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Back to Black: Can Black Interiors Work?

In a word, yes, black interiors can and do work when given plenty of thought. Black interiors are popular for many reasons: black is a great base colour that works with almost every other colour, it does not stain as easily (depending on the material, of course) and can add a simple elegance to a room in a way other colours cannot. Moreover, black looks excellent when combined with white, and the monochrome look is a classic that is likely to stay in-style for many years yet.

Black and white are two colours that always work well together.

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However, much like an all-white colour scheme, an all-black interior that actually works is one of the most difficult things to pull off successfully in interior design. Indeed, creating an all-black room is taking on a task of immense proportions, where every effort must be made and every item of furniture deliberated upon to the ninth degree in order to prevent it from looking like a depressed person’s nightmare.

There is one simple solution to the above problem, though, and that is to not use too much black. As black is such a solid colour, it works well when used in combination with much lighter colours such as yellow or taupe. The contrast with black can actually frame such shades, making them seem brighter. Black is also particularly striking when used on an accent wall.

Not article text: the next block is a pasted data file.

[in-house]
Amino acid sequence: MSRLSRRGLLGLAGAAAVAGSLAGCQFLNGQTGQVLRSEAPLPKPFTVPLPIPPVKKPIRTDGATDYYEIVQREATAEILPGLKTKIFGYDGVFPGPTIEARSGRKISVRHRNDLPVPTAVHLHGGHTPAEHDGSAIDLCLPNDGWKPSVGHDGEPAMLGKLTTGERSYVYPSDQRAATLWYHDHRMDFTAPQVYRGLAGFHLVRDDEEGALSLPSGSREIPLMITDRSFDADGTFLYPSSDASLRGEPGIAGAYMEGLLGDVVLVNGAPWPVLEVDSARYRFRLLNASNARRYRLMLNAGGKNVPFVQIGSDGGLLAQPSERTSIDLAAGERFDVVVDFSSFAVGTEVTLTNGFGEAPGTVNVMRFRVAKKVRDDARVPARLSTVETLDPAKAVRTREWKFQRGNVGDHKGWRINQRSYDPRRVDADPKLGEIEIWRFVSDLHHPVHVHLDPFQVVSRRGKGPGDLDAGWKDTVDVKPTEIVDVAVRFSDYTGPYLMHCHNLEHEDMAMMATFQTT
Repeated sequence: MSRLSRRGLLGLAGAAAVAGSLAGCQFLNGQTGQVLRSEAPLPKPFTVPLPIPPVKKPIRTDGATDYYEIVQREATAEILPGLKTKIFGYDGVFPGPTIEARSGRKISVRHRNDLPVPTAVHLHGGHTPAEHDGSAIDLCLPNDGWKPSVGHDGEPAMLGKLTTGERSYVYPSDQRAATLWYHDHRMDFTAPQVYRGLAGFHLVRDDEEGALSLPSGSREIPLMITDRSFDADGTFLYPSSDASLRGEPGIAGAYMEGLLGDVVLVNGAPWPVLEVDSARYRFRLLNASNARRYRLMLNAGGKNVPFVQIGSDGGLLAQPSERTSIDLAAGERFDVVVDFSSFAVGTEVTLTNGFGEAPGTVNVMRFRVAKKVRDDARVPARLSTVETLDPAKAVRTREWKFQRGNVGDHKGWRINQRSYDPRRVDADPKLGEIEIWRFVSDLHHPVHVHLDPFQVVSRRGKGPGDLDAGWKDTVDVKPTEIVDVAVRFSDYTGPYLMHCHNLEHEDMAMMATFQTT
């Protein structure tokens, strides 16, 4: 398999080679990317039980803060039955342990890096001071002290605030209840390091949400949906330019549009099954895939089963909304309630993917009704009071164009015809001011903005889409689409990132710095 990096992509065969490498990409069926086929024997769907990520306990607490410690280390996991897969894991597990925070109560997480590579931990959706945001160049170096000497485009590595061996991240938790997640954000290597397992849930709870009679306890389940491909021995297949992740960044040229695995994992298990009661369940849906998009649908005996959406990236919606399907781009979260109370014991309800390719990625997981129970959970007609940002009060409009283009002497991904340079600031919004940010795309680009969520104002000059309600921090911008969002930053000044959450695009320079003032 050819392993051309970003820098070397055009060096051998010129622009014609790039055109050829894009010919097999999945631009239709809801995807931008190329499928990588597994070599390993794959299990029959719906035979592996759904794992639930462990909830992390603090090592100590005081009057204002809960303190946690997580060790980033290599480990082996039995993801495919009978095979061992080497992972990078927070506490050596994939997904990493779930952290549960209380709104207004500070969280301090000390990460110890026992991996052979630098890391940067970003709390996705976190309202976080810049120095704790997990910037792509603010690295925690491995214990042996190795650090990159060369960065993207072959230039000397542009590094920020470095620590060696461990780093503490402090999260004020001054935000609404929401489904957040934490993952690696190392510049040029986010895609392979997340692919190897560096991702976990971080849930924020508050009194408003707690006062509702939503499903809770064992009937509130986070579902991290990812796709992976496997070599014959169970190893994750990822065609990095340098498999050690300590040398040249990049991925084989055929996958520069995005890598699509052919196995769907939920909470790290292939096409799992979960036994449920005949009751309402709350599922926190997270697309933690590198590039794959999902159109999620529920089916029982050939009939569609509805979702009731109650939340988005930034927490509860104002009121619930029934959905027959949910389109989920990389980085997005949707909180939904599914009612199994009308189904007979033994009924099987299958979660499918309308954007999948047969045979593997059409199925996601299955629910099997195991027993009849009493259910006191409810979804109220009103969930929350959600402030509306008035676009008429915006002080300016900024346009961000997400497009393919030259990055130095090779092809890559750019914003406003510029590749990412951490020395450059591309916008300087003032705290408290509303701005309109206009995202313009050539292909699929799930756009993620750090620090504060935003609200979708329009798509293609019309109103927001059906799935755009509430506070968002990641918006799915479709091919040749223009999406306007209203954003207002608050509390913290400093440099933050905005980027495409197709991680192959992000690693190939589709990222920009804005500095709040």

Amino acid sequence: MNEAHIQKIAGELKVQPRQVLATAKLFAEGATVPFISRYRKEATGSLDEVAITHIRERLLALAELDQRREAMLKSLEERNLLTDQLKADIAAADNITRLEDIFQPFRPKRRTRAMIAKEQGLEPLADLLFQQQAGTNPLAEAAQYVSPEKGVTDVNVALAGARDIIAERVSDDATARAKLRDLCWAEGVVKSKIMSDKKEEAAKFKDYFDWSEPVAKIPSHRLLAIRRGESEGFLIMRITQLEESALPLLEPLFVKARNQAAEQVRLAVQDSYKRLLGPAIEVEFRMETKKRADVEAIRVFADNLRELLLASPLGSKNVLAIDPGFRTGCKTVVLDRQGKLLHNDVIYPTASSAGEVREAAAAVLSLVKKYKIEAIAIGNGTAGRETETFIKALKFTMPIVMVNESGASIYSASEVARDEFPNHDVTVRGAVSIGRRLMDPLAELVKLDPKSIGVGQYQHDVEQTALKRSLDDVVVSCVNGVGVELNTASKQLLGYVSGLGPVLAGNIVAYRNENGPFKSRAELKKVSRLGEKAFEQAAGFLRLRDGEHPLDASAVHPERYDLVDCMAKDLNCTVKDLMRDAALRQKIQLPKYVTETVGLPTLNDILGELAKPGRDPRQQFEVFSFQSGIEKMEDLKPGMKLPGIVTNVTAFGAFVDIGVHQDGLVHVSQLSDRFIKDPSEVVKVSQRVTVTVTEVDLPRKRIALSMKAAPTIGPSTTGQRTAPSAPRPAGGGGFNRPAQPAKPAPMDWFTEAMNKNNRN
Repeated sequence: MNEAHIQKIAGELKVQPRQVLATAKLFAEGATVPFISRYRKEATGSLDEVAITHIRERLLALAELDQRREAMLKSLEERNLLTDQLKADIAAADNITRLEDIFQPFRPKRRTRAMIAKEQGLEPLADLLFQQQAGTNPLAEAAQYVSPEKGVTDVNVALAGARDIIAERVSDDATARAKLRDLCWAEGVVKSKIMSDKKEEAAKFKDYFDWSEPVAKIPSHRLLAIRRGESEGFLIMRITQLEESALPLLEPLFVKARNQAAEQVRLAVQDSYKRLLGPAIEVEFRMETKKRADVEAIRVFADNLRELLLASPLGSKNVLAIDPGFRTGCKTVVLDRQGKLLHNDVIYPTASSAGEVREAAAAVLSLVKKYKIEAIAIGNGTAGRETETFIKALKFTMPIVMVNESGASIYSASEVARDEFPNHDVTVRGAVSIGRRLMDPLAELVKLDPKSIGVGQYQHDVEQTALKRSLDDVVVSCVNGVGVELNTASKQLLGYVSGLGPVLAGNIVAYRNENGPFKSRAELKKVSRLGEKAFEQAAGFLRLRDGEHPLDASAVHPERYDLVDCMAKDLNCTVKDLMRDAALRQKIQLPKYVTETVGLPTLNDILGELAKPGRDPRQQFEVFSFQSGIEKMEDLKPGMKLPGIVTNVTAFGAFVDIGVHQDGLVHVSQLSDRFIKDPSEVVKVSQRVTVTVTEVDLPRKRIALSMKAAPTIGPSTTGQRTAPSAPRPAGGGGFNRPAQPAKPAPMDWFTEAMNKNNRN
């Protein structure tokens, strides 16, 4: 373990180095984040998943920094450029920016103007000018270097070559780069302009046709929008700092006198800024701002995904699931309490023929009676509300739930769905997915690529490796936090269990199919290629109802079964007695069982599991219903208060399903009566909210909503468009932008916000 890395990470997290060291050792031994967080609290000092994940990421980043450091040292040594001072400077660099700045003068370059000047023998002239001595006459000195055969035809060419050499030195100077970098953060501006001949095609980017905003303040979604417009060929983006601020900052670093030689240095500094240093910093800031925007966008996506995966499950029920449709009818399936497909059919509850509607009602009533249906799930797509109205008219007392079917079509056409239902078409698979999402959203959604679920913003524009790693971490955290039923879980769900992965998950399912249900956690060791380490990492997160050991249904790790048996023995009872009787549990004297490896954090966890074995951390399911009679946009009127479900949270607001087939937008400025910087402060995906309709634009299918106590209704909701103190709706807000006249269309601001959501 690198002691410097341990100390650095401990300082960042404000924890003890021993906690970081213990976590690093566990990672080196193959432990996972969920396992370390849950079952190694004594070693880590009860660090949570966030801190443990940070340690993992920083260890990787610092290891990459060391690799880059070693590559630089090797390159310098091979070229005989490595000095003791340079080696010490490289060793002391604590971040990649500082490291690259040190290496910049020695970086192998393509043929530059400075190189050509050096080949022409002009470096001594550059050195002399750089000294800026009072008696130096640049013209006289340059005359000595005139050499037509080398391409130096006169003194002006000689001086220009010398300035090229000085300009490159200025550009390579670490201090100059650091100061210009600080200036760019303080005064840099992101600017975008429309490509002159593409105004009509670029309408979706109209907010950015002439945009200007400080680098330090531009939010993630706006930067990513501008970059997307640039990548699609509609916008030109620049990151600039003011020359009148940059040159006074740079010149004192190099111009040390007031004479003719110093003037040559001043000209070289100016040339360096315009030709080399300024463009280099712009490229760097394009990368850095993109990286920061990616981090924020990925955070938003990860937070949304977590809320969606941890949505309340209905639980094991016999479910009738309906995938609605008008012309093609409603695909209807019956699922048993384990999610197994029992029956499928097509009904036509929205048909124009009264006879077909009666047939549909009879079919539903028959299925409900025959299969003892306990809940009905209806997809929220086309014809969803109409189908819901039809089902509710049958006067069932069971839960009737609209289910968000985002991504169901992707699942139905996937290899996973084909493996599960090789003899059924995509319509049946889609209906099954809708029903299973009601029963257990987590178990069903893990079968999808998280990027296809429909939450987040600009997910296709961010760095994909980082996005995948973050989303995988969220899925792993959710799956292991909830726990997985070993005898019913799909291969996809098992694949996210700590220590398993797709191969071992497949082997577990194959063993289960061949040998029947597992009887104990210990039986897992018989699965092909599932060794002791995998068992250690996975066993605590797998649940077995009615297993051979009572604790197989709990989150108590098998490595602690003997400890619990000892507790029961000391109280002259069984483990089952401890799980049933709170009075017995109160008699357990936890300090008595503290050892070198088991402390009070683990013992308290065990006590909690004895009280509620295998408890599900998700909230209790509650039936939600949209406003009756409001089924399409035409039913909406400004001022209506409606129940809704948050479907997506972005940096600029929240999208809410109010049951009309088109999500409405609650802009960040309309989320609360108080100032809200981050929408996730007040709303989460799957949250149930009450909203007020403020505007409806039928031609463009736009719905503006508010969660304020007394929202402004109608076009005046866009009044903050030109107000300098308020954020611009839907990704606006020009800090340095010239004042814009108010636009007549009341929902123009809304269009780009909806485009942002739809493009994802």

Yellow can be a perfect colour to pair with black.

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Remember that, although black is very much a pure colour, it does in fact come in shades. Off-black colours include olive black, jet, onyx and liquorice black. Other colours that have a heavily black tint include midnight blue, Davy’s gray, phthalo green, Charleston green and burnt-wood colours such as ebony, charcoal and taupe. These colours combine very well with black, or can be used as a third colour to create a bridge or meeting point between black and another, lighter colour.

Another thing to remember about black is that it absorbs light and can retain heat. Therefore, it is perhaps best not to use too much black in rooms where there is significant heat retention and/or little air circulation. Black interiors are fine for large, brightly lit living rooms and conservatories, for example, but may not be such a good idea for smaller spaces with little light.

Lighting, be it natural or artificial, can make or break a black interior.

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The amount of light – natural or artificial – is key to making black interiors work in a room. Black is already a rather dramatic colour, and light can make the room more dramatic still. Some use glossy black porcelain tiles to reflect light, whilst others use natural light in creative ways to provide black interiors with different hues throughout the day. Artificial lights can be used to highlight certain areas of a room, and is a great way of showing off a piece of art.

Finally, we can move on to black furniture; whether sofas, shelves or wardrobes. Black is an unusual colour for furniture (apart from sofas), although perhaps a more popular colour than other non-wood colours. This may be because black furniture works extremely well in minimalist rooms or rooms where whites and woods (e.g. white walls, wooden floors) are the predominant colour. Black-coloured patterns are equally striking, and can be used in a variety of mediums (cushions, walls, rugs, and so on) to both break up solid blacks and create a sense of movement in a room.

Dark wood and black sofas marry well together.

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